Planning board approves Coles Road housing plan

One hurdle cleared, many more to go.

After months of negotiations and public discussion, Langley’s planning advisory board recently gave the go-ahead on the early blueprint for the new Coles Road development.

Called “The Grove,” the preliminary plan for the 40-acre, 24-lot housing development must now pass muster with the city’s design review board, the city council and city staff.

The design review board will make a decision on the plans at their July 19 meeting. The city council may then approve the preliminary plan in late August.

Construction work should begin early next year, said Jeff Johnson, a partner with Pacific Crest Partners, developers of the new neighborhood. The Grove will be located on Coles Road about a quarter mile past the road’s intersection with Brooks Hill Road.

Before the planning advisory board approved the plan, though, the developers presented a new design based on comments from a June 8 planning advisory board meeting and input from city staff.

The developers also considered the suggestions made by Langley residents and the planning board on Wednesday.

In addition, Donna Keeler, the city’s planning consultant gave recommendations from the city staff, including extension of the public trails on the project site, making several street and traffic modifications, and changing the storm-drainage system.

Design changes already in place include the preservation of a 50-foot tree buffer between Coles Road and the new neighborhood.

“I can’t even imagine seeing a house from Coles Road based on this design,” Johnson said.

More trails were added to link with established trails, and 18 acres of open space will remain for either a community gathering area or public garden.

Also, homes must set back at least 20 feet from the road, and on-street space between driveways will be used for public parking. Homeowners in The Grove will have 13 acres of private open space, as well.

Johnston said the developers also heeded the community’s “strong message” to keep garages from being the face of the community.

“The front of the house will be the dominate feature,” he said.

After hearing about the changes, audience members offered more suggestions.

Some wondered how the developers will handle the steep slopes on three of the lots, and potential problems with houses that are turned to the back of each other.

The varied topography, such as ravines and hills, requires each home to have an individual design based on its location, said Bob Libolt of Pacific Crest Designs.

“We want to create a format were people can design accordingly,” he said.

No home will exceed 3,250 square feet, Johnson said.

Houses were designed with the backs turned to each other to as part of the development’s “cabin in the woods feel,” he said.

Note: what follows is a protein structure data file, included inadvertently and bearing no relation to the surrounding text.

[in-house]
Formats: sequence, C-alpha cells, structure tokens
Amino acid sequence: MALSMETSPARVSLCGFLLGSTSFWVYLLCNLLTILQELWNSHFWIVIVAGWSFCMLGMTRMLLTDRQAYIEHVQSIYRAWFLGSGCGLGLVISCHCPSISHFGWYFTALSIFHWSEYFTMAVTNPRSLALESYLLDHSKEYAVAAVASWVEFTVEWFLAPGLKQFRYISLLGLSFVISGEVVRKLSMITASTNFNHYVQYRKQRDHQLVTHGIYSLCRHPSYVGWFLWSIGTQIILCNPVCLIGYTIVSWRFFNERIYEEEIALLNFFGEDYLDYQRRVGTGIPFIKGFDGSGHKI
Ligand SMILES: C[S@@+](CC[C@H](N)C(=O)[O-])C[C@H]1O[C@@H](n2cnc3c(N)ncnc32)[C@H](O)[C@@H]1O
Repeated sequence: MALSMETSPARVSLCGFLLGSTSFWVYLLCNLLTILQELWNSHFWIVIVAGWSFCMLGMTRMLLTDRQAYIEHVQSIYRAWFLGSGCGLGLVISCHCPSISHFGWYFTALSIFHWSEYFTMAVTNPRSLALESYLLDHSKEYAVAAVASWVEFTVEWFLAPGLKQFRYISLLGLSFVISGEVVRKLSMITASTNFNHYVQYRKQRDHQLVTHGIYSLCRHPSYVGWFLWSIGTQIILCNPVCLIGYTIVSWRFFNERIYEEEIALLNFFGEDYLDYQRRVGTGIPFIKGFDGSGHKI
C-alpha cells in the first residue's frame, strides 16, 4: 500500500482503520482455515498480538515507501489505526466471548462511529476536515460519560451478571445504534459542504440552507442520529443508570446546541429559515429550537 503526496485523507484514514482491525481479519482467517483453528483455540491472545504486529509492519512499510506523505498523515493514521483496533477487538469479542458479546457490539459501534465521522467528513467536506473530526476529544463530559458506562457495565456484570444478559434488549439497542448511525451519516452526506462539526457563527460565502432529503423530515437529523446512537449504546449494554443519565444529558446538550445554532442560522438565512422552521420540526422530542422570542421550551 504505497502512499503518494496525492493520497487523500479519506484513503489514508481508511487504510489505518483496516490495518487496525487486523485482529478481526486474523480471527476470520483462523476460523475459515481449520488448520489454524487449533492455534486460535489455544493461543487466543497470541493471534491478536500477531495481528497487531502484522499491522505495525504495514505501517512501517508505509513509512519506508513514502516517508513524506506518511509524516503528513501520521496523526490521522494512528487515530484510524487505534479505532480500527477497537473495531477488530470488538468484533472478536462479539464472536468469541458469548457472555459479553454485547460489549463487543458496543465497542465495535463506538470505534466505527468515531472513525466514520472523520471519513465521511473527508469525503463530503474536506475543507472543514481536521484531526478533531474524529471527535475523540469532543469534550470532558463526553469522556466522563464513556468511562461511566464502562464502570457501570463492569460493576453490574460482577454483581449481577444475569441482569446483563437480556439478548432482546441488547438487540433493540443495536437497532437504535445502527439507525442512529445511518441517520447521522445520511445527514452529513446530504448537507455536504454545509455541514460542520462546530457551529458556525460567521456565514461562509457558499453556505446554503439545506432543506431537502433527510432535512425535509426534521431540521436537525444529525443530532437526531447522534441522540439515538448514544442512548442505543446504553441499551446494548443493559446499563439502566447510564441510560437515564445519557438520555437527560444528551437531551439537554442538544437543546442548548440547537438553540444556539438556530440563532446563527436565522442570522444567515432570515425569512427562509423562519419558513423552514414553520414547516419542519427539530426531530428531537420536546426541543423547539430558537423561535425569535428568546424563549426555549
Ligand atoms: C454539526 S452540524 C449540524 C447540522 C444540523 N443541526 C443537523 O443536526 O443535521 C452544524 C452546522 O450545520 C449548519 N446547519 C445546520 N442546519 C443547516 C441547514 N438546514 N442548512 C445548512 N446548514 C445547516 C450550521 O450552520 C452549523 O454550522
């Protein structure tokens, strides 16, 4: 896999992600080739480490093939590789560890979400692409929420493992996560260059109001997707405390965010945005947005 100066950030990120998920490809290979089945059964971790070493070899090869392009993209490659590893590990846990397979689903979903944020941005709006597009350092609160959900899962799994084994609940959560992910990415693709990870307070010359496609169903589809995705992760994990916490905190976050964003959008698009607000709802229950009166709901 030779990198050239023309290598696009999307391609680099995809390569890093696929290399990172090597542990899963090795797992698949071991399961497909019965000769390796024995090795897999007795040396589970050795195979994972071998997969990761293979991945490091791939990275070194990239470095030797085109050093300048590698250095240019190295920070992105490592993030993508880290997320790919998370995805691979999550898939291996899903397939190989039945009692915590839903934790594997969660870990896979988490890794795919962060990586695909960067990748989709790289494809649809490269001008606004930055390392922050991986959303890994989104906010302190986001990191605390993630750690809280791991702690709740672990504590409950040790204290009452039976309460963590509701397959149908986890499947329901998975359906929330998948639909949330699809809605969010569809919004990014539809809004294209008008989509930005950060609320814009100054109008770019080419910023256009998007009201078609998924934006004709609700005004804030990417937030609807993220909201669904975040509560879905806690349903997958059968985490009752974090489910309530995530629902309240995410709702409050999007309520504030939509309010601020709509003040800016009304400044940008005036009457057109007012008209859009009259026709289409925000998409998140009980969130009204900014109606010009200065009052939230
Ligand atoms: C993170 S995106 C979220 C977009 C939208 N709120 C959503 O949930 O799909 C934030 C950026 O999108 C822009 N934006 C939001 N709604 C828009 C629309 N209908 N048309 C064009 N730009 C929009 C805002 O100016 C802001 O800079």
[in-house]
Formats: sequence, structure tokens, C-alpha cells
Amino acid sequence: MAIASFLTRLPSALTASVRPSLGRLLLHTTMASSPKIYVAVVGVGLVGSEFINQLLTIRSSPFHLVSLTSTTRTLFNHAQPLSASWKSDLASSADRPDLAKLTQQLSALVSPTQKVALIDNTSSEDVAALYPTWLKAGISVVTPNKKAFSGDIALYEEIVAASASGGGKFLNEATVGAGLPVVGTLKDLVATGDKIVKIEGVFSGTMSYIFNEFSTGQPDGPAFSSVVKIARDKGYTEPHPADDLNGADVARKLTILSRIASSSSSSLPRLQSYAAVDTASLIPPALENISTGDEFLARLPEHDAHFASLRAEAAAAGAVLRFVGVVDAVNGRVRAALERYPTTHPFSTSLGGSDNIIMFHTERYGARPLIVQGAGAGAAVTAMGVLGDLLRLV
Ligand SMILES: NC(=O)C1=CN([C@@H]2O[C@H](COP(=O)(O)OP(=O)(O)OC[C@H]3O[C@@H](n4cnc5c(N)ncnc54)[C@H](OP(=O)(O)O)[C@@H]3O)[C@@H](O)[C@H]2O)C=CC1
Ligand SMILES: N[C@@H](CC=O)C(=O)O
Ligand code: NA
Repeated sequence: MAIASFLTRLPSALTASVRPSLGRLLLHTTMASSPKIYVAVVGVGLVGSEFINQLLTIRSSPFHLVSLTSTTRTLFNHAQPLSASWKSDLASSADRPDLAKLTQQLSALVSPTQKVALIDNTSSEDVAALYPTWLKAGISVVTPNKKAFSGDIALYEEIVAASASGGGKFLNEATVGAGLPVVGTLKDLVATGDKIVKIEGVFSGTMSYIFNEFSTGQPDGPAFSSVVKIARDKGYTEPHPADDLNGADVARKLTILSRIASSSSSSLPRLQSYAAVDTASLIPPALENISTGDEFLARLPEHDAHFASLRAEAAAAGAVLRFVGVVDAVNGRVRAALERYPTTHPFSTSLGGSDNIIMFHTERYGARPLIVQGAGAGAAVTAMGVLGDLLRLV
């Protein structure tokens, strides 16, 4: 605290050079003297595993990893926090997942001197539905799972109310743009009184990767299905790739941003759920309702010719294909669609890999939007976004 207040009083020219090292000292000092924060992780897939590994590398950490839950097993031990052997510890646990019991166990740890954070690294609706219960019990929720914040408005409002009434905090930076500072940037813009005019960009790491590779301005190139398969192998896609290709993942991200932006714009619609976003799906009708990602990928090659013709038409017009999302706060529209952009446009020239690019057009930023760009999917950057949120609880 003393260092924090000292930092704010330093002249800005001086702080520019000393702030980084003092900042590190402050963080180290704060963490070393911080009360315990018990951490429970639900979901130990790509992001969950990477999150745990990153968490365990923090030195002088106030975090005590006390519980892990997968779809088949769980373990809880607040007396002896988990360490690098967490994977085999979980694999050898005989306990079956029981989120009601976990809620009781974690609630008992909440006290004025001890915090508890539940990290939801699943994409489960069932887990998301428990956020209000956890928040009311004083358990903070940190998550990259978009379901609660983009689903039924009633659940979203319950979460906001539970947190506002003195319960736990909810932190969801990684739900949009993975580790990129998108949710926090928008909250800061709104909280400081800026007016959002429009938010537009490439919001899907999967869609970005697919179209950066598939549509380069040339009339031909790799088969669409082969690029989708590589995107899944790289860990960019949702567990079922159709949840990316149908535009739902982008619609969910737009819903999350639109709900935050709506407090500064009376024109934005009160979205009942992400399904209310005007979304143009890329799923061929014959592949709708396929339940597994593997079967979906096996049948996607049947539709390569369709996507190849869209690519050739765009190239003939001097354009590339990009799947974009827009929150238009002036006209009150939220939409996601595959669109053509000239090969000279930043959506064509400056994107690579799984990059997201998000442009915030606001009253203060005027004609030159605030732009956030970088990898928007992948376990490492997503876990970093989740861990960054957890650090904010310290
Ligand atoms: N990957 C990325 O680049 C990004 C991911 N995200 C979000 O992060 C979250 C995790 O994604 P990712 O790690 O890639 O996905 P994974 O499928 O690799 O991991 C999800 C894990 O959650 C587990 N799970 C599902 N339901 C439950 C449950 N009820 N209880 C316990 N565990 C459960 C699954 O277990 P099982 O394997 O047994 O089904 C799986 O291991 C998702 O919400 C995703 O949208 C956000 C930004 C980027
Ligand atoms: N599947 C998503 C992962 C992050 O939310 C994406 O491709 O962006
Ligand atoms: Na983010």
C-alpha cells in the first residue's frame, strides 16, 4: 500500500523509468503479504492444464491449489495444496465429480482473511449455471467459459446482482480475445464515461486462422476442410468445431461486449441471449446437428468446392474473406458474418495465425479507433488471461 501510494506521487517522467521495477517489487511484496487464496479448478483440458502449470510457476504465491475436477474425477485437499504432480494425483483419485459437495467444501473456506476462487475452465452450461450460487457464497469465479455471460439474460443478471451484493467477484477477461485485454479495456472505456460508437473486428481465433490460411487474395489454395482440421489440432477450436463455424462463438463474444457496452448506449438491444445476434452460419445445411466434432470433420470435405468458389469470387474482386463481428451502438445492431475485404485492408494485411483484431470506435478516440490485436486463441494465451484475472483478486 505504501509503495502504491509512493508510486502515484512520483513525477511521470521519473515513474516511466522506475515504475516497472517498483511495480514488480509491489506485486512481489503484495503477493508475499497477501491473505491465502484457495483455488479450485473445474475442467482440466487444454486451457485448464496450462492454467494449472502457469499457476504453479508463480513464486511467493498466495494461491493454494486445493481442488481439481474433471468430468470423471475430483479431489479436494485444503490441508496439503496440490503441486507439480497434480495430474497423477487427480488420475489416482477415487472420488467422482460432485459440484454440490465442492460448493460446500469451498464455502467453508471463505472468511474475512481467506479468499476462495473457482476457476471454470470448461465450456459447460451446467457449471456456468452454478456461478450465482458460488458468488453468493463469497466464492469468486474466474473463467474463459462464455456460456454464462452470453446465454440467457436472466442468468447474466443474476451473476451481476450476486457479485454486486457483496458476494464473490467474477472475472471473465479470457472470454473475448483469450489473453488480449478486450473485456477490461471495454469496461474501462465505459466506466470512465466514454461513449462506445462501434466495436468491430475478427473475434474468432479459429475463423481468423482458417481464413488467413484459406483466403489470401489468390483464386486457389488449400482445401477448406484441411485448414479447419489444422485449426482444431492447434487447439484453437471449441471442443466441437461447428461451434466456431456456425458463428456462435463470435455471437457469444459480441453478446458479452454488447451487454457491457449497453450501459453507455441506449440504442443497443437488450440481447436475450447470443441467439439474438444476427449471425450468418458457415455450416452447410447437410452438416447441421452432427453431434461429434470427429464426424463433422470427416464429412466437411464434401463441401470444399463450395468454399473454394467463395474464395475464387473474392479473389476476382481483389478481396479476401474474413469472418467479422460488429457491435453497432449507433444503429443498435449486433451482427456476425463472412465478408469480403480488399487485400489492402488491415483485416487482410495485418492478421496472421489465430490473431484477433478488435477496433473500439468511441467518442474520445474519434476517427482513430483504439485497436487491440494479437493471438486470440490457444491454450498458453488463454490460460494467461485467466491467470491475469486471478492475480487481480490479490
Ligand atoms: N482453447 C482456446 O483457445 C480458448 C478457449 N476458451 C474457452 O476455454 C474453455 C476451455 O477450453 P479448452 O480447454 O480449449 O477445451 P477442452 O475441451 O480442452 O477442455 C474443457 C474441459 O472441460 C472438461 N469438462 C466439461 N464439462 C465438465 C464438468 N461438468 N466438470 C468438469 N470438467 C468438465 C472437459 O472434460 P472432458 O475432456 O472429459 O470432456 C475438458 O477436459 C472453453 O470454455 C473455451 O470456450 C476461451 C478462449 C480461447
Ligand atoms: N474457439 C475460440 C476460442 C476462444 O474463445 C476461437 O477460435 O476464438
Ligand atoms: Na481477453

The plan also sets aside open space for a community meeting area. In addition, the plan provides area to build additional roads to any possible future communities nearby.

Terry Noel, a Langley resident, said having houses turned from each other or facing the woods provides privacy for the homeowner.

Some residents asked why there will only be one entrance to the new neighborhood.

Johnston said the annexation agreement reached in January requires a single entrance.

The designers stretched out the road running through the community to add more open space in the middle of the development.

Mark Wahl of Langley suggested installing “night sky lighting” to prevent bright lights from setting the sky aglow at night.

Some residents also wanted to know how much the lots will cost, and asked if construction could be timed to avoid impacts to wildlife.

Langley resident Malcolm Ferrier gave the planning board with packets of information about making the development more environmentally sustainable, and raised the issue of noise from the Holmes Harbor Rod and Gun Club.

Johnson said the issues raised will be considered for future design changes.

And the frequently changing lot values make it difficult to estimate the cost of each lot, Johnson said.

Planning board members complimented the designers on their efforts and offered a few suggestions, as well. Those included moving a streetlight, changing the type of sewage system proposed and urging the design review board to find ways to make the isolated development more of a community until other neighborhoods are built around it.

Wednesday’s approval was the latest step in the development of the property.

When the developers originally requested the chance to annex the property into the city, they were denied. Larry Kwarsick, the developer’s land-use consultant, said when the city council rejected the request, a concern was raised that the developers wanted to build on all 116 possible lots.

But rather than going to the county for approval, Kwarsick said the developers presented a new plan which showed they only intended on developing 24 lots.

The city council approved the annexation with several specific requirements in January.

Those requirements include preservation of open space, trail construction, trailhead parking and roadway buffers from Coles Road.

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